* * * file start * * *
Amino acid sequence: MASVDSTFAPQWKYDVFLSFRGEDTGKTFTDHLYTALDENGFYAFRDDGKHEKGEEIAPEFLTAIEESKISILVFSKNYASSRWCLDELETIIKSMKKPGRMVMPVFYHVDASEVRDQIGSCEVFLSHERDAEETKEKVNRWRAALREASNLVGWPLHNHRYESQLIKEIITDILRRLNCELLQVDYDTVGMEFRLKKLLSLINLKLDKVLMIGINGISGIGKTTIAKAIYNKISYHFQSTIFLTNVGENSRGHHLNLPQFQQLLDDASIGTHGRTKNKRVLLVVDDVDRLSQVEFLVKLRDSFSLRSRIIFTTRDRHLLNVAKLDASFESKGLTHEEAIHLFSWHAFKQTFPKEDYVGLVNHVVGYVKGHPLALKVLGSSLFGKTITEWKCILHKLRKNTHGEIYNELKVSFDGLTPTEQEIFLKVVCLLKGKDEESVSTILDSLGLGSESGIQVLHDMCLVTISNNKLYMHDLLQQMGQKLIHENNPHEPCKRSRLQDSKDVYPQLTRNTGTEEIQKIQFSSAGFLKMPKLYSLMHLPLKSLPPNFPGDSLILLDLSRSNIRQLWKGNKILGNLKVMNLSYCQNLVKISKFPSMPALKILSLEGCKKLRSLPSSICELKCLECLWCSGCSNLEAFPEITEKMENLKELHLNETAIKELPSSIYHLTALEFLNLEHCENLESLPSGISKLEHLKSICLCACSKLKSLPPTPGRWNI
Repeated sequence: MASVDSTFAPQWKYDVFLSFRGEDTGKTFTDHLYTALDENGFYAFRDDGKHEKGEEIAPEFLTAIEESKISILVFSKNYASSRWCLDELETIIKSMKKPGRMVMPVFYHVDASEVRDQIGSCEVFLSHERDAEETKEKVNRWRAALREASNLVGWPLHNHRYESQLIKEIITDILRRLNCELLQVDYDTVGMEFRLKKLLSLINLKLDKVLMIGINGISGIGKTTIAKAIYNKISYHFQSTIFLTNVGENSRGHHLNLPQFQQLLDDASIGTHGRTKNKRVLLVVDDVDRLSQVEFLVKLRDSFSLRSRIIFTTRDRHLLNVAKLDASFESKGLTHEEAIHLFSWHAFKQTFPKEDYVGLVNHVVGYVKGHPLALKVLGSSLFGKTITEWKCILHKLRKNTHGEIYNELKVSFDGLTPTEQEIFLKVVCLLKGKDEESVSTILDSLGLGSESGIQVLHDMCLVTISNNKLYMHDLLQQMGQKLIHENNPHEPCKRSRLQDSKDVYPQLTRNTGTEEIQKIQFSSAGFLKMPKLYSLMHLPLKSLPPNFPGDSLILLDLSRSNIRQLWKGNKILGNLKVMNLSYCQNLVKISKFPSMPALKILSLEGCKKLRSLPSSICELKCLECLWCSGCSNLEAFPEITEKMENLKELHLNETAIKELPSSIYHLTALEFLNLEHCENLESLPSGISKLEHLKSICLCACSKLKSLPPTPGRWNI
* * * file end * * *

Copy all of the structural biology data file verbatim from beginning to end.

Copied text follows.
Amino acid sequence: MASVDSTFAPQWKYDVFLSFRGEDTGKTFTDHLYTALDENGFYAFRDDGKHEKGEEIAPEFLTAIEESKISILVFSKNYASSRWCLDELETIIKSMKKPGRMVMPVFYHVDASEVRDQIGSCEVFLSHERDAEETKEKVNRWRAALREASNLVGWPLHNHRYESQLIKEIITDILRRLNCELLQVDYDTVGMEFRLKKLLSLINLKLDKVLMIGINGISGIGKTTIAKAIYNKISYHFQSTIFLTNVGENSRGHHLNLPQFQQLLDDASIGTHGRTKNKRVLLVVDDVDRLSQVEFLVKLRDSFSLRSRIIFTTRDRHLLNVAKLDASFESKGLTHEEAIHLFSWHAFKQTFPKEDYVGLVNHVVGYVKGHPLALKVLGSSLFGKTITEWKCILHKLRKNTHGEIYNELKVSFDGLTPTEQEIFLKVVCLLKGKDEESVSTILDSLGLGSESGIQVLHDMCLVTISNNKLYMHDLLQQMGQKLIHENNPHEPCKRSRLQDSKDVYPQLTRNTGTEEIQKIQFSSAGFLKMPKLYSLMHLPLKSLPPNFPGDSLILLDLSRSNIRQLWKGNKILGNLKVMNLSYCQNLVKISKFPSMPALKILSLEGCKKLRSLPSSICELKCLECLWCSGCSNLEAFPEITEKMENLKELHLNETAIKELPSSIYHLTALEFLNLEHCENLESLPSGISKLEHLKSICLCACSKLKSLPPTPGRWNI
Repeated sequence: MASVDSTFAPQWKYDVFLSFRGEDTGKTFTDHLYTALDENGFYAFRDDGKHEKGEEIAPEFLTAIEESKISILVFSKNYASSRWCLDELETIIKSMKKPGRMVMPVFYHVDASEVRDQIGSCEVFLSHERDAEETKEKVNRWRAALREASNLVGWPLHNHRYESQLIKEIITDILRRLNCELLQVDYDTVGMEFRLKKLLSLINLKLDKVLMIGINGISGIGKTTIAKAIYNKISYHFQSTIFLTNVGENSRGHHLNLPQFQQLLDDASIGTHGRTKNKRVLLVVDDVDRLSQVEFLVKLRDSFSLRSRIIFTTRDRHLLNVAKLDASFESKGLTHEEAIHLFSWHAFKQTFPKEDYVGLVNHVVGYVKGHPLALKVLGSSLFGKTITEWKCILHKLRKNTHGEIYNELKVSFDGLTPTEQEIFLKVVCLLKGKDEESVSTILDSLGLGSESGIQVLHDMCLVTISNNKLYMHDLLQQMGQKLIHENNPHEPCKRSRLQDSKDVYPQLTRNTGTEEIQKIQFSSAGFLKMPKLYSLMHLPLKSLPPNFPGDSLILLDLSRSNIRQLWKGNKILGNLKVMNLSYCQNLVKISKFPSMPALKILSLEGCKKLRSLPSSICELKCLECLWCSGCSNLEAFPEITEKMENLKELHLNETAIKELPSSIYHLTALEFLNLEHCENLESLPSGISKLEHLKSICLCACSKLKSLPPTPGRWNI